Site Update – Husbandry Notes by Species!

When I first started Tom’s Big Spiders, it was really only to share some of my cool experiences in the tarantula hobby. I honestly never expected anyone to discover or read what I was writing; instead, it was more to serve as a fun outlet (and to spare my family and friends from having to listen to prattle on about bugs). However, little by little, I actually developed an audience as the content evolved from fun molt and feeding posts to more informative husbandry and species notes. With folks actually reading what I was writing, I focused less on the fluff and more the informative and hopefully educational articles.

As a site that was basically created with no real audience in mind, I didn’t give a heck of a lot of thought on how to arrange it (or on the name, for that matter!). However, as I wrote more and more content, and saw what folks were reading and searching for, it quickly became apparent that I needed some way to organize information so it was easier to find. Therefore, some new pages evolved out of the mix: added were Resources, Vendor Reviews, and finally the most popular page, Beginner Guides. 

I also created the Topic Index page, which was supposed to act as a site map of sorts, but it quickly became outdated and was mostly ignored. Particularly, the species-specific husbandry articles were getting overlooked as there was no real clearly designated page for them.Folks were often asking if I could talk about species I had already covered because they couldn’t find the post.

Well, that’s finally been fixed…introducing the Species Husbandry Notes page.

Having done husbandry articles or videos on 40+ species , it was high time I created a page just for species care. I didn’t just want it to be a list of names though…it needed to have some visual flair and possibly a quick way for folks to identify the challenge level of each species. I spend a lot of time trying to get good photos of all my Ts, so I definitely had a lot of material to work with. After a few hours on Photoshop, I came up with what I hope will be a visually-appealing and useful system.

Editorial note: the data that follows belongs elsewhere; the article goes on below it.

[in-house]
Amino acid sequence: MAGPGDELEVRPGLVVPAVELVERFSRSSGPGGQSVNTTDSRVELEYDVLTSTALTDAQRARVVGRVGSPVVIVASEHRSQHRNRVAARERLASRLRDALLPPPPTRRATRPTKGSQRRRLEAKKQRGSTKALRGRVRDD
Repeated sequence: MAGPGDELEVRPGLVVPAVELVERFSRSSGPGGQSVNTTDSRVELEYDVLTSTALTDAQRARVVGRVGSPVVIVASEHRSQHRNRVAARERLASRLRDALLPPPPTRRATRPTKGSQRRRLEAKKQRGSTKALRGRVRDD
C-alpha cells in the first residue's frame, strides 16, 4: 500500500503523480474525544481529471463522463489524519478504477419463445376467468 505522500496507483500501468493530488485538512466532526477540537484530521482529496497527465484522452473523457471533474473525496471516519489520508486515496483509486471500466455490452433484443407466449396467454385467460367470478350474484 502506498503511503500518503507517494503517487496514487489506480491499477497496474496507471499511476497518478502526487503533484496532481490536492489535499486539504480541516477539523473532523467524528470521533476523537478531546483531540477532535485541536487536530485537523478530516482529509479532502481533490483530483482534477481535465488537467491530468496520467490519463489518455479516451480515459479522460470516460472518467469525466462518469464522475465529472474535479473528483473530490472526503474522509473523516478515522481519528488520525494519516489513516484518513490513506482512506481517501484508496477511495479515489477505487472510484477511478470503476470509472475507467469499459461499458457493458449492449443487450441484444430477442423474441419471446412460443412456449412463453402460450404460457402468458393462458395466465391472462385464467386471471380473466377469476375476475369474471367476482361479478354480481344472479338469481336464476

Each species’ name bar is color-coded to indicate the potential level of “challenge.” These designations are based on ease of husbandry, temperament, speed, and venom potency, and are only meant to serve as guidelines for those new to the hobby or species. Obviously, keeper experience and ability, as well as variations in individual specimens’ behavior can be hugely important as well (and can’t really be factored in). Bottom line, if the spider is labeled orange or red, spend a little more time researching its temperament and husbandry needs.

HUSBANDRY-NEW

The colors work as follows:

  1. Green – Beginner
  2. Yellow– Intermediate
  3. Orange – Advanced
  4. Red – Expert

If I’ve done a husbandry blog on the species, just click on the photo to be sent to it. If there’s no article yet, you’ll be sent to the husbandry video on YouTube (my goal is to eventually get write-ups for all of the species).

Hopefully, this will make it easier for folks to find the info they need while affording them the opportunity to peruse all of the species husbandry notes if they feel so inclined. I have 33 of the spiders up as I write this, and my goal is to create guides for all of the 60+ species I keep. Also, I will continue to periodically update articles with the very latest observations, notes, and photos to ensure that all posts are current.

Again, thank you to all who currently use Tom’s Big Spiders as one of your sources for tarantula information!

Tom

 

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7 thoughts on “Site Update – Husbandry Notes by Species!

  1. Heh. You beat me to the suggestion! I was thinking about this the other day, when hunting about for info. Up until now I’ve been using your site via google, which allows a search to a specific topic after you put in the web name, but it is kinda’ clunky. Excellent stuff Tom!

    Liked by 1 person